Last updated: November 16 2022

Joint Borrowing: Checklist for Disaster Management

In a climate of rising interest rates, Home Equity Lines of Credit (HELCO) and other joint borrowing opportunities can present a new risk for two generations in the family.  Joint borrowers need to be aware of the dangers ahead and the tax consequences; all reasons why that’s an important part of a year-end tax planning conversation.

What is Joint Borrowing?  Joint borrowers are equally responsible for repaying balances owing on a loan.  Therefore, if one borrower fails to pay on time, the lender can demand that any borrower listed in the loan agreement pay the entire amount.

Is Being a Guarantor Different?  In general, a co-signer or joint borrower is listed on the title of the property, while a guarantor is not.

Will There Be Tax Consequences? If you are co-borrowing to help your children with a home mortgage, and your name is on the title, any increase in value will have capital gains consequences.  Also, there may not be a Principal Residence Exemption available on a subsequent sale of the property.  Be sure you can show you are not the beneficial owner of the property.  Documentation that shows the children made the down payment and all subsequent payments is important should CRA question this.  Parents can also request documentation from the lender to remove their name from the loan once the required credit history or other requirements have been met by the children.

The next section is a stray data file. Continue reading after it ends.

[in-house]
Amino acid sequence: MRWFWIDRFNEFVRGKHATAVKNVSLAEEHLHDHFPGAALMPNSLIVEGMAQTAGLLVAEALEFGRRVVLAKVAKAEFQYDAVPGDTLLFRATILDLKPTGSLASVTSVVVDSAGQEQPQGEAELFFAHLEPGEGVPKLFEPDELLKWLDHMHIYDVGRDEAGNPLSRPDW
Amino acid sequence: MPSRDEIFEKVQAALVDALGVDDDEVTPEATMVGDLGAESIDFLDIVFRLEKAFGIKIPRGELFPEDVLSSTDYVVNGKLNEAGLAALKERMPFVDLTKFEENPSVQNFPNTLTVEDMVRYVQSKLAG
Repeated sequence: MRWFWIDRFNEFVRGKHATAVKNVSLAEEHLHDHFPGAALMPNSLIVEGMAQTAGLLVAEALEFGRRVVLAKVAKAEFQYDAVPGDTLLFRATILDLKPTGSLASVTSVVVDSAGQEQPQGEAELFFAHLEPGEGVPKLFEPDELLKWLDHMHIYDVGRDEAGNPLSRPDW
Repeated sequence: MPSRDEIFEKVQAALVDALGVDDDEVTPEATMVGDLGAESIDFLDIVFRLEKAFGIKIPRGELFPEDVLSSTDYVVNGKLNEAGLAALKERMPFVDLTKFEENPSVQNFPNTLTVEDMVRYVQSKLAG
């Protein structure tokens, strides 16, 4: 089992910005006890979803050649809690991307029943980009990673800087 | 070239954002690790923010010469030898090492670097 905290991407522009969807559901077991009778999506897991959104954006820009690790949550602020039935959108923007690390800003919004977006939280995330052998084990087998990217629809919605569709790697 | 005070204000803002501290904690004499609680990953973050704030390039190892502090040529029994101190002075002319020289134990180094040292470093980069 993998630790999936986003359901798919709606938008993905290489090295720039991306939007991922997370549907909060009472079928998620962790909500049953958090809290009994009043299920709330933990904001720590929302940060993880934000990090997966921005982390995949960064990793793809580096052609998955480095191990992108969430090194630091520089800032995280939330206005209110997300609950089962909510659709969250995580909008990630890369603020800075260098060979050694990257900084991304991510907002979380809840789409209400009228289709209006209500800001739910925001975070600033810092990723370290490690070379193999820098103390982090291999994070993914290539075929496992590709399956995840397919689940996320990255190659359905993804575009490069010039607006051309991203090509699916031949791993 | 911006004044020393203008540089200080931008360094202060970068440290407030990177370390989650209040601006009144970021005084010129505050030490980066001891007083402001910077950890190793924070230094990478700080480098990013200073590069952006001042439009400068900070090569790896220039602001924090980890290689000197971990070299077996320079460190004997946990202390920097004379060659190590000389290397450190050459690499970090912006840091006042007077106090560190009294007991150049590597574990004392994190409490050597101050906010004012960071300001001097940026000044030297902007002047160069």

Tax issues can happen in reverse, too.  If a child co-signs for a parent’s mortgage, they could lose future first time homebuyer tax credits.  All of these scenarios require consultation with tax specialists.     

What happens in the case of default?  Aside from the obvious – the co-borrower must pay – there is some tax relief.  As a guarantor or co-borrower, you could realize a capital loss if the loan was for an investment property.  An allowable business investment loss could result if the loan was to finance a small business corporate that failed.